Oh! Many a widow, many an orphan cursed
The building of that fane; and many a father,
Worn out with toil and slavery, implored
The poor man’s God to sweep it from the earth,
And spare his children the detested task
Of piling stone on stone, and poisoning
The choicest days of life,
To soothe a dotard’s vanity.
— Percy Bysshe Shelley, “Queen Mab”
What the hurrying eye has seen merely from the car it cannot retain, and the vanishing landscape leaves no more traces behind than it bears upon itself.
— Theodor Adorno, “Minima Moralia: Reflections from Damaged Life”
I want to ride my llama
From Peru to Texarkana
— Neil Young, “Ride My Llama”
There is a need for revision — not just of how we design and build our domain, but also of how we think about the project to begin with — a re-conception of what Texas Architect is here calling “Groundwork,” or the foundation of what gives rise to our cities and their connective tissue. Policies that guide development; design decisions that affect public space; the very materials with which we structure buildings — all must be viewed through a new lens. The current mode of profit-oriented construction, greenwashed as it may be, has produced an environment that is inimical to good life. Rather than asking for efficiency, why are we not asking for happiness?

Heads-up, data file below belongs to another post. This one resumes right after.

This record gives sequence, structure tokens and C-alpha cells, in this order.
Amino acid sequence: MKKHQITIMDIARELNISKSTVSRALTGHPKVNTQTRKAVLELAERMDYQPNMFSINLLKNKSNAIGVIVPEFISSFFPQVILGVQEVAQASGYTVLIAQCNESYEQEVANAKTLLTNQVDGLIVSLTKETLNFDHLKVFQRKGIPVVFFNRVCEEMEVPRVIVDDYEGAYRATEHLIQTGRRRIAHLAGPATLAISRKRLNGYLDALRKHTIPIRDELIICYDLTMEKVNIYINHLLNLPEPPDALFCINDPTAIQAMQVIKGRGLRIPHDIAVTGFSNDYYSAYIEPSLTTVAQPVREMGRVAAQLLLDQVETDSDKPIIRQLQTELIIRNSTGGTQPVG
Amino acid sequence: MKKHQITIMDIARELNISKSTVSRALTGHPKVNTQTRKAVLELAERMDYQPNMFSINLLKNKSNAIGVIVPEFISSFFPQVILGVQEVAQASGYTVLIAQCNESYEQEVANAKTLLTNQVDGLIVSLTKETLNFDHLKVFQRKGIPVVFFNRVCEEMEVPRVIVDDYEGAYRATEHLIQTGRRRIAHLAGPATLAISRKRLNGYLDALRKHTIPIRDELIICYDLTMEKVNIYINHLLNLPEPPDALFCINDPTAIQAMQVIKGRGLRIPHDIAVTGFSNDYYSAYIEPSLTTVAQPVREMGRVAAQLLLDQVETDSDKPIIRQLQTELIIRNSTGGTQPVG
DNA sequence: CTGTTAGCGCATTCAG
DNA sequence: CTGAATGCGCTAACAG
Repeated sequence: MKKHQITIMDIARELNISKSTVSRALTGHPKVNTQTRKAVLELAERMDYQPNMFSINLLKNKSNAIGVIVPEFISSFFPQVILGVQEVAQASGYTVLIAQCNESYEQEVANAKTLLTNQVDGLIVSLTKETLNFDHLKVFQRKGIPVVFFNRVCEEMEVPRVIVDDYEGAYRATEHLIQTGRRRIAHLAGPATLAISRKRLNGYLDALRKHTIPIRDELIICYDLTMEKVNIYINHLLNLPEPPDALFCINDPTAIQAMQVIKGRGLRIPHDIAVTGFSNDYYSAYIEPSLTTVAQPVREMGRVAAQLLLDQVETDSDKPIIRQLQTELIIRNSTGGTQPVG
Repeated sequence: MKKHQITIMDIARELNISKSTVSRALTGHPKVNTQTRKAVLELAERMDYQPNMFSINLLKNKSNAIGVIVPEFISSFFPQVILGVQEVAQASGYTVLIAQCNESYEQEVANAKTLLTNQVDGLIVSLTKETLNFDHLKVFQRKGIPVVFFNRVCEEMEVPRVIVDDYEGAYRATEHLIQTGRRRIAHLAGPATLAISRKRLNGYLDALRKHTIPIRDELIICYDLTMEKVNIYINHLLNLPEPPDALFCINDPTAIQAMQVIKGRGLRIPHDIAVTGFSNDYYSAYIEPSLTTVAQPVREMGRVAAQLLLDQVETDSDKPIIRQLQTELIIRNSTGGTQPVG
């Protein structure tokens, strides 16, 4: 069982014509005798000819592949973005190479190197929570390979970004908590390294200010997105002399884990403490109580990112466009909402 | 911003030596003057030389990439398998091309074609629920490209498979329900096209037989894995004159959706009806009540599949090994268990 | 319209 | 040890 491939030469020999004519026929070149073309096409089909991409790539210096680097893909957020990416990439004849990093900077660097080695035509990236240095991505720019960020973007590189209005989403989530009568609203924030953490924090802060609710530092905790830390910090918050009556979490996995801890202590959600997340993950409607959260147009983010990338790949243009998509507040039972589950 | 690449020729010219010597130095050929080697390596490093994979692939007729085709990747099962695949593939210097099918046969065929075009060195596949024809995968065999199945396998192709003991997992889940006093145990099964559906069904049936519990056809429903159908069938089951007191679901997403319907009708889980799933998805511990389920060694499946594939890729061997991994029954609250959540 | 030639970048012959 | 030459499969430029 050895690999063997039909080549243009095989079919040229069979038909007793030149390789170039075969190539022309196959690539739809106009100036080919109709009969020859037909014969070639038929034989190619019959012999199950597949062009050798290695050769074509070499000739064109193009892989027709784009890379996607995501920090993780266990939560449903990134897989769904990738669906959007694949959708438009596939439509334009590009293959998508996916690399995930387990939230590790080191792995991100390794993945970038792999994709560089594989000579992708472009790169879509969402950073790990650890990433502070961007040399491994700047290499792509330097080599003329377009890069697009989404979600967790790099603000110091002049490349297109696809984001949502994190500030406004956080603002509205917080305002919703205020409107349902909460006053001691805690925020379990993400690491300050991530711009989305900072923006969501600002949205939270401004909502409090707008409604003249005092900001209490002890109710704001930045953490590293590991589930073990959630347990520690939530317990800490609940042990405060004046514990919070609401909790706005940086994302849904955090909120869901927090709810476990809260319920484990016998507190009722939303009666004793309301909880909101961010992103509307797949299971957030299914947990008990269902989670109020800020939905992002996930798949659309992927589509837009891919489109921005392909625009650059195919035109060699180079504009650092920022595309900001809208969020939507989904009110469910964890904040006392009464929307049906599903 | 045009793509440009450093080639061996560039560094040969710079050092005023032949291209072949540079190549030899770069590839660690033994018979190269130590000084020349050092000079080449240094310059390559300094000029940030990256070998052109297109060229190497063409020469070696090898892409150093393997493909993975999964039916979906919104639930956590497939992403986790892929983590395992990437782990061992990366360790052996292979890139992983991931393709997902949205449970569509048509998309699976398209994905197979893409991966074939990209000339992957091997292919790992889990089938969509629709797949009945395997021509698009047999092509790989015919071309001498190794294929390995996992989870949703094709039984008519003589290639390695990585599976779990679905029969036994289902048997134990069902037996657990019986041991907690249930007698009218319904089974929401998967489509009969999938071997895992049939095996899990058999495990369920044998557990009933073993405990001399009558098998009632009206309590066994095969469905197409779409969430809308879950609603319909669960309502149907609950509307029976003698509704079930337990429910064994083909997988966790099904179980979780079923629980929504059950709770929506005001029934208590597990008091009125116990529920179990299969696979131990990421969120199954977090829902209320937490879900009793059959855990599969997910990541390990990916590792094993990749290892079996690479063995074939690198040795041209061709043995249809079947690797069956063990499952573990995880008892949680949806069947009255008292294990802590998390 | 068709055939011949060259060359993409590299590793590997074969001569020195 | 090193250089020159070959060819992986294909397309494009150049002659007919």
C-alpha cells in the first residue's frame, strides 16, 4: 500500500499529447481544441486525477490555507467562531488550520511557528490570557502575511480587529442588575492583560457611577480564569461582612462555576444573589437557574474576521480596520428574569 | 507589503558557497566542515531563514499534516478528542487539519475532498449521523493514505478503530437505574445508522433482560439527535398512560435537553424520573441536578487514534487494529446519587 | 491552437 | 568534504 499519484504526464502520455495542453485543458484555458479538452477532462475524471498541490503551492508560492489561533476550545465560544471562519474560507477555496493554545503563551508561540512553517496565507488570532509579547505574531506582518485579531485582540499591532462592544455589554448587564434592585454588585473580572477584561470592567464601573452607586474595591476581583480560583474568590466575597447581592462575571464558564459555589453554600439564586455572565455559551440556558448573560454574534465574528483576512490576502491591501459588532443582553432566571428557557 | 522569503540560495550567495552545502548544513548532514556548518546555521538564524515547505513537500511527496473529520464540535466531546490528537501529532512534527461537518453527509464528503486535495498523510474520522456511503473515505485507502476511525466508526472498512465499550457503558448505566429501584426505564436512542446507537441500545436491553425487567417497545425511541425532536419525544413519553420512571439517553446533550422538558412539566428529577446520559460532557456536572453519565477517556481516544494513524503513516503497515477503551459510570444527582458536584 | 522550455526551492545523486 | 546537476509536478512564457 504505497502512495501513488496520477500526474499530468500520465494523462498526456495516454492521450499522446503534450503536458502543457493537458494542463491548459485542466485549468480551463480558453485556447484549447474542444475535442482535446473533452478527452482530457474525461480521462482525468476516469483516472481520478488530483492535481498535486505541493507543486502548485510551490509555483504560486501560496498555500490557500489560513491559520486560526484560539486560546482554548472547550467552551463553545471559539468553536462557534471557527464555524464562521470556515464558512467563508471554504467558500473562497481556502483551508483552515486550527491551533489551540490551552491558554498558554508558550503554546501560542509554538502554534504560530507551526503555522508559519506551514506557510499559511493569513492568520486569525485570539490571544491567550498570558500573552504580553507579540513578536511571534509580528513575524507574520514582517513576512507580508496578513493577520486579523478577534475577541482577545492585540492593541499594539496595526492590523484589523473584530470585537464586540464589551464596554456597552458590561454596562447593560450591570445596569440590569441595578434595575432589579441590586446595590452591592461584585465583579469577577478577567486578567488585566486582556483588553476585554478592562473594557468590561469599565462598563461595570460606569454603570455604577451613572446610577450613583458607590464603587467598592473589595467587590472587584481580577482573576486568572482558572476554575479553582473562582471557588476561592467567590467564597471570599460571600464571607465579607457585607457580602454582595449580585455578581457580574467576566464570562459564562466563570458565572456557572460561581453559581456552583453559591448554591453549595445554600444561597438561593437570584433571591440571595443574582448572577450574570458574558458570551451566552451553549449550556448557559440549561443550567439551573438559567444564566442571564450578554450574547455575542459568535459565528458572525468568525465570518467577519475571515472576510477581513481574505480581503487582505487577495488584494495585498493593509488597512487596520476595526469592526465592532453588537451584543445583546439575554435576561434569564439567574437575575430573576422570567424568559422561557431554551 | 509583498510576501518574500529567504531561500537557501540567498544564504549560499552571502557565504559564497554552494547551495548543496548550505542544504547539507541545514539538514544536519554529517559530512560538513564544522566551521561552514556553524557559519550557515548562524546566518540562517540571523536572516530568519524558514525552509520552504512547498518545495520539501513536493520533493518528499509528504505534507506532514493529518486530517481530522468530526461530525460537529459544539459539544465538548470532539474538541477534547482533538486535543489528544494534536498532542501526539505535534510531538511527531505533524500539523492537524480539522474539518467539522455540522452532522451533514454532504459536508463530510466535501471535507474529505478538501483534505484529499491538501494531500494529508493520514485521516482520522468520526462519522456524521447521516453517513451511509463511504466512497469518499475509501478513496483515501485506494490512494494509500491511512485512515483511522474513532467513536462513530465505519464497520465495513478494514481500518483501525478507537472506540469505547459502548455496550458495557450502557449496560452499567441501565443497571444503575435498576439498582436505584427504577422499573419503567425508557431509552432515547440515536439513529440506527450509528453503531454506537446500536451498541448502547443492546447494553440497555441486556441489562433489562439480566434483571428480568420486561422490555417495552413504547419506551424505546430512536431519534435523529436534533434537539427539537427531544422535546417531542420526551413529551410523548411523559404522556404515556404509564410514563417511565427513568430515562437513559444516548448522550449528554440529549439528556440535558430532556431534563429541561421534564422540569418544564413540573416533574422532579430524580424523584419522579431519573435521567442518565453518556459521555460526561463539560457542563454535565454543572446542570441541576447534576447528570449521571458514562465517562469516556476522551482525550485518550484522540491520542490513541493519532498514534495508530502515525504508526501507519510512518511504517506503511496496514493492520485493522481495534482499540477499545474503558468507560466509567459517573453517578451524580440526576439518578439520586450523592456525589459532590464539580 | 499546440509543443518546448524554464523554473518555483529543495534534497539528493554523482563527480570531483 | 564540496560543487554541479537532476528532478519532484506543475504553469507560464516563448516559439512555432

In this Groundwork feature, TA visits Houston one year after Hurricane Harvey to check on the resiliency response, investigates the qualities of two high-profile Texas public spaces, looks at aspirational urbanization plans for two very different cities, and feels out the possibilities of unfired earth building systems.